We want to control the robot with speedj commands and occasionally use force_mode to push against things with a certain force.
The way we (want to) do this:
- We connect via the RTDE interface and send over F/T data.
- Via the realtime client interface (port 30003) we:
- a) send over a script that runs a thread which connects via a socket back to our architecture and pulls data.
- b) run force_mode with this data.
- We send over speedj commands via the real time client interface (30003) continuously to control the robot.
However as soon as a speedj command is sent in step 3, the socket connection established in step 2 closes and force_mode is not active anymore (although the log does not show that it went out of force_mode).
The script we send over in step 2 is the following:
def force_test(): textmsg("Starting") socket_open("192.168.100.1", 7654, "stream") enable_external_ft_sensor(True, sensor_mass = 0.2, sensor_measuring_offset = [0.0, 0.0, 0.0], sensor_cog = [0.0, 0.0, 0.0175]) thread Force_properties_calculation_thread_1(): while(True): f = socket_read_ascii_float(6, "stream") s = socket_read_ascii_float(6, "stream") w = socket_read_ascii_float(6, "stream") t = socket_read_ascii_float(1, "stream") l = socket_read_ascii_float(6, "stream") force_mode(p[f,f,f,f,f,f], [s,s,s,s,s,s], [w,w,w,w,w,w], t, [l,l,l,l,l,l]) sync() end end global thread_handler_1 = run Force_properties_calculation_thread_1() while(True): sync() end kill thread_handler_1 end_force_mode() end
Whenever I send out just one speedj command after this connection has been established the connection is lost.
Both elements work individually: We can send out speedj very reliably at 125 Hz and we can enable force_mode and control its parameters from outside. It is only that if we combine those two it breaks.
So the question is: How can we continuously send out speedj commands while controlling force_mode parameters from outside?
There cannot be two different threads (which these programs would be) that control the robot at the same time.
Hence any running program on the controller will stop immediately when a new script command or script program is received.
You have the option for a secondary program, however this cannot take any physical time (sleep, sync or motion).
The best option would be to have your program above also include a thread or loop that gets speedj data over e.g. RTDE, and executes these while also operating in and controlling the force mode settings.
Hence, in stead of just a
sync() in the while loop, you could have the speedj command here.
Thank you @jbm I am now sending over all data via RTDE and read it out in the script I send over.
This way I can execute both speedj commands and force_mode while varying the data over time however I want.
However I noticed a behaviour which seems strange to me: My speedj movement results in a circular movement in the X-Y tool plane whereas I test different forces here (think about a polishing movement). As in an earlier example I only want to apply the force in the tools Z direction. So I send over as a task_frame its tool frame, as selection frame a 1 in the linear z position, as wrench a force
zForce in the z direction, as type 2 and some limits.
When I set the
zForce to 0 I expect normal behaviour as if force_mode was deactivated (so circular movement in tool X-Y plane while keeping Z position). However what happens is the wrist drifting up and down (in Z) quite a lot. Why is that so? //Edit: I wanna add that this is most prominent when pointing down with the tool.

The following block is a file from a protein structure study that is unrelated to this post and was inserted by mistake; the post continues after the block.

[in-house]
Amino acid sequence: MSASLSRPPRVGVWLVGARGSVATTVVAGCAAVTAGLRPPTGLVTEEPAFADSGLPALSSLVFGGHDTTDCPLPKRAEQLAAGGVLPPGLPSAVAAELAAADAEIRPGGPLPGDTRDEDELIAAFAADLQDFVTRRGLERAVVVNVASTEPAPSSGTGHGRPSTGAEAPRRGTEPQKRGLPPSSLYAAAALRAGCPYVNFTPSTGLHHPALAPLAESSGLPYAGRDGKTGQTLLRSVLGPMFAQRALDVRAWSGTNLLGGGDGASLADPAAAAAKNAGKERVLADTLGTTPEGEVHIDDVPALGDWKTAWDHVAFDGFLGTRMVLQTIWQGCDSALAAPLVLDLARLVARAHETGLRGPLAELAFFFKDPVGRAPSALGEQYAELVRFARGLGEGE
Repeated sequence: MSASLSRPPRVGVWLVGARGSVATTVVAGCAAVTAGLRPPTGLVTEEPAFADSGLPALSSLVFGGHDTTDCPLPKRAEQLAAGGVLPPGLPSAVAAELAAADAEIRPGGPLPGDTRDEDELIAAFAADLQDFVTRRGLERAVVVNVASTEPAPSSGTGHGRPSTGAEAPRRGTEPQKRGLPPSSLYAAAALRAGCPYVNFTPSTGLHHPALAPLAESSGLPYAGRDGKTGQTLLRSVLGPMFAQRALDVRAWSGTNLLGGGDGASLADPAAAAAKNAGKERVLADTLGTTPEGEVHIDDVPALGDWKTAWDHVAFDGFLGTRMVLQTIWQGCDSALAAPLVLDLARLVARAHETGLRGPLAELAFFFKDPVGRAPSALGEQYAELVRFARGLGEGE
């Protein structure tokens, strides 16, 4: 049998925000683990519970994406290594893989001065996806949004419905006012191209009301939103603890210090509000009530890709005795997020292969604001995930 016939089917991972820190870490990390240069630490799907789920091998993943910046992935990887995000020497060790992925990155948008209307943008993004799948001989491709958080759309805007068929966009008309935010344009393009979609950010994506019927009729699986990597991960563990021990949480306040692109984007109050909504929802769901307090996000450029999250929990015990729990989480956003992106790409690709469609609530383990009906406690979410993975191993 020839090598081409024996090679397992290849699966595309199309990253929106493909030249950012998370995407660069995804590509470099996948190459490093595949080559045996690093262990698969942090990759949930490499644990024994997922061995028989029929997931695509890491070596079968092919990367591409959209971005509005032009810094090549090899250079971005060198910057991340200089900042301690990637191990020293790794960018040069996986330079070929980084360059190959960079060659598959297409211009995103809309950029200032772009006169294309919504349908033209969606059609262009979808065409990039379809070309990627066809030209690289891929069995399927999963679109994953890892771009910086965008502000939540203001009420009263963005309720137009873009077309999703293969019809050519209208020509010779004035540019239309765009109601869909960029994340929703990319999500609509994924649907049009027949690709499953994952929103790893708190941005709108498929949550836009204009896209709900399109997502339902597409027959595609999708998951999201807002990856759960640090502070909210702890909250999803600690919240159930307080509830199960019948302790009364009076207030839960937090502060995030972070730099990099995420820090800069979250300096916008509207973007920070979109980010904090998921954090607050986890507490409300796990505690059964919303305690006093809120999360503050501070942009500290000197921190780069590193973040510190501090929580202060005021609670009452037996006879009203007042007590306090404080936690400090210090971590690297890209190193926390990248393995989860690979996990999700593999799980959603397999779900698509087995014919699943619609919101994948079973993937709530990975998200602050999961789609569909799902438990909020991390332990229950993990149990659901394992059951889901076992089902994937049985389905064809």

Also it seems that the wrench force is pretty insensitive when applying small forces (<5N).
Bonus question: I regulary get the error: “Force mode: Maximum orientation deviation exceeded” sometimes when applying a small force but sometimes in normal execution.
It is a little cryptic. What exactly does it mean and how to overcome it?
Note that the external force torque data are slightly filtered with internal force measurements as well. Eg. if you pushed the wrist joins, the FT sendornwould not notice it, since it is prior to the sensor ik the kinematic chain, but the force is still seen by calling e.g.
get_tcp_force(). You might want to read out these in a thread while debugging.
force_mode() command takes a number of limitations (the limits in respectively linear and rotational space). If you exceed any of these limits, the robot will fire the “deviation exceeded” error. Try upping this limit a bit, if you encounter this error often. E.g. if you allow the robot to deviate 100 mm in X, but it has to travel more than 100 mm in X to acheive the desired force.
Obviously in force mode the positional control is replaced by force control, but actually the speed limits given in the force mode command have quite high weight in the algorithm. So also pay a bit attention to the speed limit, which will be favored in many instances until the force it met. Lowering it will give a more smooth motion, since it filters out noise and fluctation in the force measurements.
Hm it seems though that the wobbliness is not due to the sensor data. When I send a zero vector as FT data (with no force applied) and after verifying the internal tcp_force is close to 0, I still experience wobbliness.
Could the problem be, that I accounted for the mounted FT sensor (optoforce) both as a custom TCP in Polyscope as well as in the
enable_external_ft_sensor(...) function? Both are set to have a 35mm long 200g thing/sensor attached. If this is a problem, which of the two should I set back to normal?